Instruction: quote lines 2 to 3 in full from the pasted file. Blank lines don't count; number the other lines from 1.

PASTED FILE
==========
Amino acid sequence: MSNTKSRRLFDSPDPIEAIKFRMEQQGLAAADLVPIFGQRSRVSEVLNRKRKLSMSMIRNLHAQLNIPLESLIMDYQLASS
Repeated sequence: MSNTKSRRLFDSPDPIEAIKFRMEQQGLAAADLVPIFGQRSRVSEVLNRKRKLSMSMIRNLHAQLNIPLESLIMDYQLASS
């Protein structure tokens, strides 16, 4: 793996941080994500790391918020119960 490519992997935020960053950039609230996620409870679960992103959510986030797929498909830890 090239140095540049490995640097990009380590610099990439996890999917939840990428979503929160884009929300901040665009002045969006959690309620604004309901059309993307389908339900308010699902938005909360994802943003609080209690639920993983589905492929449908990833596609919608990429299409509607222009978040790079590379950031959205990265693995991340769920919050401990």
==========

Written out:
Repeated sequence: MSNTKSRRLFDSPDPIEAIKFRMEQQGLAAADLVPIFGQRSRVSEVLNRKRKLSMSMIRNLHAQLNIPLESLIMDYQLASS
């Protein structure tokens, strides 16, 4: 793996941080994500790391918020119960 490519992997935020960053950039609230996620409870679960992103959510986030797929498909830890 090239140095540049490995640097990009380590610099990439996890999917939840990428979503929160884009929300901040665009002045969006959690309620604004309901059309993307389908339900308010699902938005909360994802943003609080209690639920993983589905492929449908990833596609919608990429299409509607222009978040790079590379950031959205990265693995991340769920919050401990």